There’s a saying in the photography world: “The best camera is the one you have with you.” For many Americans, that means that as the eclipse rolls overhead Monday, they’ll reach for their smartphones. But just as staring at the eclipse could cause permanent eye damage without special protection, is there danger of burning out your smartphone’s camera sensor? NASA says probably not — but there are still dangers involved without proper equipment.
Dev Bootcamp, one of the earliest companies to launch an intensive coding school program, is shutting down, the company announced in an email sent to alumni Wednesday night. The coding school was started in San Francisco in 2012 and opened a Chicago campus in 2013; it also operates programs in Seattle, San Diego, Austin, Texas, and New York. It was bought by test prep company Kaplan in 2014. Dev Bootcamp’s final cohort will start classes this month and graduate in December.
Tickets for Pokemon Go Fest in Chicago are reselling for hundreds of dollars — but sponsor Sprint says it’s giving away dozens of wristbands to get into the July 22 festival. Pokemon Go Fest is an all-day event centered around the augmented reality game, in which people wander the real world trying to catch digital monsters on their cellphones.
Muck Rack makes it simple to find people, tweets, or articles that mention any name, keyword, company, hashtag etc. We've compiled this guide to help you make the most of your search.
Selecting a term
Start searching tweets, articles from media outlets, articles mentioned in tweets, journalists'
names, titles and bios with some suggested searches:
Companies or Topics (e.g. iPhone, Microsoft)
Phrases (e.g. "cloud computing") — use quotes to keep the terms together
Twitter handles (e.g. @username) — returns those who have mentioned or replied to
Names (e.g. "David Pogue")
Hashtags (e.g. #sxsw, #london2012)
Bio details (e.g. vegan, Olympics, father)
Muck Rack's Advanced Search allows for many boolean operators.
Find results that mention multiple specified terms, use AND or
+. For example, ensure each result contains both Elon Musk and Mark Zuckerberg by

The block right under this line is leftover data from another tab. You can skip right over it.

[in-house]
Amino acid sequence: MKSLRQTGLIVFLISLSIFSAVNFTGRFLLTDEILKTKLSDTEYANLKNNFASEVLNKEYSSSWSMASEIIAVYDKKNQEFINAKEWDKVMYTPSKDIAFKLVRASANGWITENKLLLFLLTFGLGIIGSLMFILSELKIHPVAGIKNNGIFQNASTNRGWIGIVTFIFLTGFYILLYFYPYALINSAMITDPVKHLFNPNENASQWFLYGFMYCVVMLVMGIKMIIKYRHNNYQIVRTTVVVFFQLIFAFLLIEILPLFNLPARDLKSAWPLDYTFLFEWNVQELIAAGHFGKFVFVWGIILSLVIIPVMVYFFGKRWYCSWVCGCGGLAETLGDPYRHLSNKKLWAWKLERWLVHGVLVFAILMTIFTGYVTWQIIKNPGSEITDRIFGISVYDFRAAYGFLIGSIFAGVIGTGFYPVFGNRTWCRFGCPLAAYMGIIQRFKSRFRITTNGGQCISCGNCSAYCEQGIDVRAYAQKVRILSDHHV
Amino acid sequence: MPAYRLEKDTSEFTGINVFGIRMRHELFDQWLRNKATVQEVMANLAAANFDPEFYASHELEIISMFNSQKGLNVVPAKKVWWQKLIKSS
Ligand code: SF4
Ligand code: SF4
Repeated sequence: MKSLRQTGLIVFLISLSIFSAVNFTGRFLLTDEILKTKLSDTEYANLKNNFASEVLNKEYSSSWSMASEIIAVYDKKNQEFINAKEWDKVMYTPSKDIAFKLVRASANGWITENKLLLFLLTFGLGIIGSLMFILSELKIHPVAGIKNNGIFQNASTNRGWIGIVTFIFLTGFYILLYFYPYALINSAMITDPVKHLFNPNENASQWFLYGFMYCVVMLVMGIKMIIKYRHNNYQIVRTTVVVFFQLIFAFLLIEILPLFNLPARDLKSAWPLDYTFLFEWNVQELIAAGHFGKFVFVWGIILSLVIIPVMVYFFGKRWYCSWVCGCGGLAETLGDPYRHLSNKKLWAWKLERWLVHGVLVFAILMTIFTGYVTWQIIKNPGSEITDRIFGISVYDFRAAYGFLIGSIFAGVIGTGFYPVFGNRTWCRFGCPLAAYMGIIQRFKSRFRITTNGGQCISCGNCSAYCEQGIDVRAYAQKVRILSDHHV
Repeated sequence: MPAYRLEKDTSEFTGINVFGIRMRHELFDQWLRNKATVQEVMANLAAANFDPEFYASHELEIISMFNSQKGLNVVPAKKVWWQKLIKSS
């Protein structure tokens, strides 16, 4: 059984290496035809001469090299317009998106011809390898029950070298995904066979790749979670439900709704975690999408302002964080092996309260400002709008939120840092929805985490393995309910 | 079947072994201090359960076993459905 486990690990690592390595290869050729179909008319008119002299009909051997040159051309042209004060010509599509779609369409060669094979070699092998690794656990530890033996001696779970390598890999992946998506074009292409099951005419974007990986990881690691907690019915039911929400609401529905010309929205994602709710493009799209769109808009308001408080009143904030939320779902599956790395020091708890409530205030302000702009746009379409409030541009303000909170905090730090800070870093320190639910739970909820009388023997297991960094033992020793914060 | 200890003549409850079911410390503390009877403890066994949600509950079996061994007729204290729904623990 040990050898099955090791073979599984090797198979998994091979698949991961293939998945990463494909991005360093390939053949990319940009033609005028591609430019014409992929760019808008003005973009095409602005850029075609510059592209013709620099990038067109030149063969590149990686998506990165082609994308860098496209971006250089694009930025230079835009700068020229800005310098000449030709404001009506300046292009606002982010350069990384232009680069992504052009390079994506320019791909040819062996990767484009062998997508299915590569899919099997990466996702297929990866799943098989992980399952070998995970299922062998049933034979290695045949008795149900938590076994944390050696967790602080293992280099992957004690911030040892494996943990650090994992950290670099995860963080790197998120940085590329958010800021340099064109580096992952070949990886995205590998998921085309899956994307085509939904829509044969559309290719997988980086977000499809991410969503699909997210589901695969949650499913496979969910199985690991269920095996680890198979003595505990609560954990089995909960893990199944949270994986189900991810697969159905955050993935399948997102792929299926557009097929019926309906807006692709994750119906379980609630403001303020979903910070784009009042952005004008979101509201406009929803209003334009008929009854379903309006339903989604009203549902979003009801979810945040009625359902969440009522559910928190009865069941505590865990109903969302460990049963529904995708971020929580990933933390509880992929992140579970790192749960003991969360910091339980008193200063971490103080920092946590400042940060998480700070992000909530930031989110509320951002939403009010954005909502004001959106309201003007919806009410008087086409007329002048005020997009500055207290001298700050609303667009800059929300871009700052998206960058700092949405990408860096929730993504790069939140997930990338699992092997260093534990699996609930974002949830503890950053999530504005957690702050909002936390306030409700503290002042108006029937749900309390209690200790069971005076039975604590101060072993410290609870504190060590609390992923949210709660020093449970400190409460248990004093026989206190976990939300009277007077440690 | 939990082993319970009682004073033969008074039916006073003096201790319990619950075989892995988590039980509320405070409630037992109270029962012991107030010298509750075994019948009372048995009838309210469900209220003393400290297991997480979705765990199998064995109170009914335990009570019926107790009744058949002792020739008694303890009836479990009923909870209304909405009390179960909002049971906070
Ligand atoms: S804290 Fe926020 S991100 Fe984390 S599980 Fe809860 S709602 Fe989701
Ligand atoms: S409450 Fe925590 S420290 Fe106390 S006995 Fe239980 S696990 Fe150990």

searching Obama AND Romney or Obama + Romney.
Use the operators OR or , to broaden your search when you'd like either of
multiple terms to appear in results. (This is the default behavior of our search when no operators
are used.) For example, search for democrat OR republican to find results that refer to
Democrats and/or Republicans.
Use NOT or - to subtract results from your search. For
example, searching Disney will yield results about the Walt Disney Company as well as Walt Disney
World Resort. To exclude mentions of Disney World, search for Disney -World or Disney
When using one of these operators with a phrase, enclose it in quotation marks. For example, you can
find results about smartphones excluding Apple's iPhone 4S by searching smartphone -"iPhone
Exact case matching or punctuation
If you're searching for a brand name or keyword that relies on specific punctuation marks or capitalization, you can
find results that match your exact query by adding matchcase: before the keyword you're searching for, like matchcase:E*TRADE .
Use parentheses to separate multiple
boolean phrases. For example, to find journalists talking about having fun in Disney World or
Disneyland, search for ("disney world" OR disneyland) AND fun.
An asterisk can be used to search for any variation of a root word truncated by the asterisk. For example, searching for admin* will return results for administrator, administration, administer, administered, etc.
A near operator is an AND operator where you can control the distance between the words. You can vary the distance the near operation uses by adding a forward slash and number (between 0-99) such as strawberries NEAR/10 "whipped cream", which means the strawberries must exist within 10 words of "whipped cream".